I’m guessing some of you know what it’s like to be silenced.  You had your voice taken away, or it took you forever to find it in the first place.  Or you traded it away for something you thought was more valuable, like a relationship that required you to hold your tongue.  Others silenced you, or maybe you silenced yourself for fear of rocking the boat or fear of failing.

Why do these things happen?  Why did it happen for Zechariah?  Why was he unable to fulfill his calling on the very day that he finally got a chance to fulfill his calling?  Well, I don’t know—I have no way of knowing for sure—but I think maybe it’s because his calling wasn’t what he thought it was.

Sure, he was called to be a priest by birth.  But he had a higher calling, too—a calling that superseded his calling to lead the prayers.  His calling was something else he thought had been denied him.  His calling was to father a child, to bring life into “those days of king Herod” when life was hard and injustice was rampant.  When he lost his ability to speak, the true priority became clear.     His primary responsibility was to father the child who would prepare the way for the Messiah.

I think sometimes we get confused by this in our own lives.  We think we’re supposed to be doing this – this job, this career, this ministry, this relationship, this whatever-it-is-that-we-think-is-most-important.  Then something happens to take that away, and we’re confused and frightened and sometimes downright furious.  Why am I not allowed to serve?  Why am I being silenced?  Why didn’t I get that job?  Why am I still alone?

What we don’t realize is that sometimes there’s another calling.  There’s another purpose we are to fulfill.  We probably won’t get an angel to tell us what it is, to tell us we’re going to bring new life into the world.  We have to wait those metaphorical nine months before we give birth to what’s new, and metaphorical months can be way longer than real ones.  And we won’t get it if we don’t stop to listen.   Sometimes when we stop pushing so hard, stop demanding that we want/need/deserve “X,” we are instead led to “Y,” to what was greater and more important and more meaningful all along, we just hadn’t thought of it yet.  We didn’t know it was possible.  We never imagined …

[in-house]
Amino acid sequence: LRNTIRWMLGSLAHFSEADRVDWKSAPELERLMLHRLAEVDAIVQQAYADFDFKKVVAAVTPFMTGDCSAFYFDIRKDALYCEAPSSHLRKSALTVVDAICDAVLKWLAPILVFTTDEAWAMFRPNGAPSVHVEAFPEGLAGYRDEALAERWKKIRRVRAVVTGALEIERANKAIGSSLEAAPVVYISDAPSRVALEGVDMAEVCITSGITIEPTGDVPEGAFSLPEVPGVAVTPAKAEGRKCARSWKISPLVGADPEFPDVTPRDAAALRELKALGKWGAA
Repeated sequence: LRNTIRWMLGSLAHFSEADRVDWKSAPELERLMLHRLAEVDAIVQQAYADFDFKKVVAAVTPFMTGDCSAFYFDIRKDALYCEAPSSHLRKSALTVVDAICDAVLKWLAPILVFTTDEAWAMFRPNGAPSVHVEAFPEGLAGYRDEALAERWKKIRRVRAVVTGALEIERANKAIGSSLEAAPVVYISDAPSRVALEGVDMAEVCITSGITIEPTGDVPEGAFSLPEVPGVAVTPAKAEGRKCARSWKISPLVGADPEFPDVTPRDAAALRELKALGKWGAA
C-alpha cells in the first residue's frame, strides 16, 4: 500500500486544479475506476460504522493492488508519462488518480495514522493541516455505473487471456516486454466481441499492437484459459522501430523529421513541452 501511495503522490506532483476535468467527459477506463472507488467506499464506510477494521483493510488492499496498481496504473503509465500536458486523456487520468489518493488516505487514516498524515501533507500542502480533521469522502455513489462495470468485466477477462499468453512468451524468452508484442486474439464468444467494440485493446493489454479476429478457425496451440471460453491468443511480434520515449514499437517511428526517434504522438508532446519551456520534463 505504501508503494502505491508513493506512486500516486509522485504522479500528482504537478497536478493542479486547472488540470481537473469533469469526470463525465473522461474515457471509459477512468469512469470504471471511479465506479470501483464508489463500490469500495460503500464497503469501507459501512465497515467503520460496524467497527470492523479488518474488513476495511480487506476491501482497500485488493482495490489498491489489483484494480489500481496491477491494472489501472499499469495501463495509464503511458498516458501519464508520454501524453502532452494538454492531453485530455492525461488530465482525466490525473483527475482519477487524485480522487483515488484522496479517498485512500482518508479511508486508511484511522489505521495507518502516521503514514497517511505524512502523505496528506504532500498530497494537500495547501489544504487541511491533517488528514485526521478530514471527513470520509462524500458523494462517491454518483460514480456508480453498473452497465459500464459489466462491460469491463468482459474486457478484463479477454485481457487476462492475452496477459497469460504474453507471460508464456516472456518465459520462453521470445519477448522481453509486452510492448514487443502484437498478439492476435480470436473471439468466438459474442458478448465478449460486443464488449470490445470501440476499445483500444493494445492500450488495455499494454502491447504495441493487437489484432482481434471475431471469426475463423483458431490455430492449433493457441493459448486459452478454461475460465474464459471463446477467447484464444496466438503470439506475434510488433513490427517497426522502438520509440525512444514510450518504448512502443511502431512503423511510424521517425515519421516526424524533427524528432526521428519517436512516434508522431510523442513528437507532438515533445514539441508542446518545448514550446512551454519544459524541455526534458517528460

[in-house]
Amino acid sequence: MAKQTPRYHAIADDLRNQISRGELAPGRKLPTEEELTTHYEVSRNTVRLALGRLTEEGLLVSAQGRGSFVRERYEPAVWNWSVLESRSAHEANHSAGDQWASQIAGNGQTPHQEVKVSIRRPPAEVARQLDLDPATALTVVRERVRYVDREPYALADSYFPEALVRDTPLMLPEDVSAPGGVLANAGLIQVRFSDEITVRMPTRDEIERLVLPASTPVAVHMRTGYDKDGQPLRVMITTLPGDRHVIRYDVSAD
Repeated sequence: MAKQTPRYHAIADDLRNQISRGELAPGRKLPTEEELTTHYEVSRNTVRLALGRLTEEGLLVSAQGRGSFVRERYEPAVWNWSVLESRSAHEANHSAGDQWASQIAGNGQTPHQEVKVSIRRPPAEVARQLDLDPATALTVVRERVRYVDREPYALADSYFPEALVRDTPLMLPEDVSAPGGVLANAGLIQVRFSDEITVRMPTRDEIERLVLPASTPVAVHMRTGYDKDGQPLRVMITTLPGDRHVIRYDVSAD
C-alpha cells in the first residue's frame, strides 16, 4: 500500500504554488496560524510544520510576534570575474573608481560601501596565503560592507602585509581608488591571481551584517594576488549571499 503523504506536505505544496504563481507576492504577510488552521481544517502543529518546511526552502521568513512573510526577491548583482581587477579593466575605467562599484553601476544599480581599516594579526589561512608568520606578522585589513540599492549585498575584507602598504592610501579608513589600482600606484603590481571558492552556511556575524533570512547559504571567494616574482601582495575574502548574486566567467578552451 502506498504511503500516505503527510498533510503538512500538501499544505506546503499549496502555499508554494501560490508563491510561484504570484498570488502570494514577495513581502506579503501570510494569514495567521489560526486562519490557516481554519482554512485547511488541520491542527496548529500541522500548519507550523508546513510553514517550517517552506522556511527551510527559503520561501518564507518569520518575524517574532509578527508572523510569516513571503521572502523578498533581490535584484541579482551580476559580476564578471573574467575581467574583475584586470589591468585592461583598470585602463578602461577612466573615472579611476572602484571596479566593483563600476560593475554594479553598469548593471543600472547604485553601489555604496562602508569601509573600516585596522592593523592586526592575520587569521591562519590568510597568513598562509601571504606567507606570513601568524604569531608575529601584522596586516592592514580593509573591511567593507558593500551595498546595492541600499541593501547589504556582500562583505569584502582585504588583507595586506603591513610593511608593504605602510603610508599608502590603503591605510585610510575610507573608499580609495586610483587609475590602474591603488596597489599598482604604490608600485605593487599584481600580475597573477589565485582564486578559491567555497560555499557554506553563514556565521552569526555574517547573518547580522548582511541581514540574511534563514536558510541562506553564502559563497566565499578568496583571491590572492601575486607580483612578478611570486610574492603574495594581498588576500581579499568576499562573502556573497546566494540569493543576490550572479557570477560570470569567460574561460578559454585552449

But God did.  God imagined, and made it possible, and laid it out for us – the clear path that led off in a direction we weren’t looking.  And God says “Surprise!”

Zechariah didn’t speak for nine months, but when he did, he sure found his voice.  He spoke some of the most beautiful words in the New Testament:

And you, child, will be called the prophet of the Most High;

for you will go before the Lord to prepare his ways.

By the tender mercy of our God, the dawn from on high will break upon us,

to give light to those who sit in darkness and in the shadow of death,

to guide our feet into the way of peace.”

In these days, when injustice and economic desperation are rampant, maybe we need to be quiet, to spend some time listening, so that we can find our voice,   find our calling, find our surprise.

[1] Goins, Doug. “The Preparation of Zechariah and Elizabeth.” pbc.org

[2] Ibid.

[3] Malina and Rohrbaugh, Social-Science Commentary on the Synoptic Gospels, pp 369-70.